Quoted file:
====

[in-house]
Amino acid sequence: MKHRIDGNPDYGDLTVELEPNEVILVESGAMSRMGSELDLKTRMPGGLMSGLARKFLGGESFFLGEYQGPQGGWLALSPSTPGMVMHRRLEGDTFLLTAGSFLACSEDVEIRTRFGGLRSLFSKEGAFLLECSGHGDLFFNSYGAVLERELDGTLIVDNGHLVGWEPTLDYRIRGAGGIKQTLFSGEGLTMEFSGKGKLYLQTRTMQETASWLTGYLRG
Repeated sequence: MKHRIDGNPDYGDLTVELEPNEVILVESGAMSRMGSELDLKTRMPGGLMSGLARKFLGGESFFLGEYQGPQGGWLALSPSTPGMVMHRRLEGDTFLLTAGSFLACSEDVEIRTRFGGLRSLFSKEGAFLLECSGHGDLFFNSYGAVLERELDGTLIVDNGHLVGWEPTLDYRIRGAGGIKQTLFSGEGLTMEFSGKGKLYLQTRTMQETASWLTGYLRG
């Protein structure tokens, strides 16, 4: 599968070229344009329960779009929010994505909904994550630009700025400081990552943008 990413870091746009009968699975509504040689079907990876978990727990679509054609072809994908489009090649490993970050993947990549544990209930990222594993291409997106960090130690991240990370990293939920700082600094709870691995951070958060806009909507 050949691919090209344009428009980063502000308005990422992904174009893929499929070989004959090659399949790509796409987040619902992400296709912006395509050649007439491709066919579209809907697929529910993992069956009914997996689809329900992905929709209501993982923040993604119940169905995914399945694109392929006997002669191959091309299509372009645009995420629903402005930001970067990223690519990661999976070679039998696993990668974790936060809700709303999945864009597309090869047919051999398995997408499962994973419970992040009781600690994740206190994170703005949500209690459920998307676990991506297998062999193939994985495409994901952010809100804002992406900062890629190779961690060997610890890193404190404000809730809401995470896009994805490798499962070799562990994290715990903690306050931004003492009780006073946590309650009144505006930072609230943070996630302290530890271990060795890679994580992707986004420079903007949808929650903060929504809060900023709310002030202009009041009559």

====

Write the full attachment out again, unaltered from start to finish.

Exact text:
[in-house]
Amino acid sequence: MKHRIDGNPDYGDLTVELEPNEVILVESGAMSRMGSELDLKTRMPGGLMSGLARKFLGGESFFLGEYQGPQGGWLALSPSTPGMVMHRRLEGDTFLLTAGSFLACSEDVEIRTRFGGLRSLFSKEGAFLLECSGHGDLFFNSYGAVLERELDGTLIVDNGHLVGWEPTLDYRIRGAGGIKQTLFSGEGLTMEFSGKGKLYLQTRTMQETASWLTGYLRG
Repeated sequence: MKHRIDGNPDYGDLTVELEPNEVILVESGAMSRMGSELDLKTRMPGGLMSGLARKFLGGESFFLGEYQGPQGGWLALSPSTPGMVMHRRLEGDTFLLTAGSFLACSEDVEIRTRFGGLRSLFSKEGAFLLECSGHGDLFFNSYGAVLERELDGTLIVDNGHLVGWEPTLDYRIRGAGGIKQTLFSGEGLTMEFSGKGKLYLQTRTMQETASWLTGYLRG
């Protein structure tokens, strides 16, 4: 599968070229344009329960779009929010994505909904994550630009700025400081990552943008 990413870091746009009968699975509504040689079907990876978990727990679509054609072809994908489009090649490993970050993947990549544990209930990222594993291409997106960090130690991240990370990293939920700082600094709870691995951070958060806009909507 050949691919090209344009428009980063502000308005990422992904174009893929499929070989004959090659399949790509796409987040619902992400296709912006395509050649007439491709066919579209809907697929529910993992069956009914997996689809329900992905929709209501993982923040993604119940169905995914399945694109392929006997002669191959091309299509372009645009995420629903402005930001970067990223690519990661999976070679039998696993990668974790936060809700709303999945864009597309090869047919051999398995997408499962994973419970992040009781600690994740206190994170703005949500209690459920998307676990991506297998062999193939994985495409994901952010809100804002992406900062890629190779961690060997610890890193404190404000809730809401995470896009994805490798499962070799562990994290715990903690306050931004003492009780006073946590309650009144505006930072609230943070996630302290530890271990060795890679994580992707986004420079903007949808929650903060929504809060900023709310002030202009009041009559």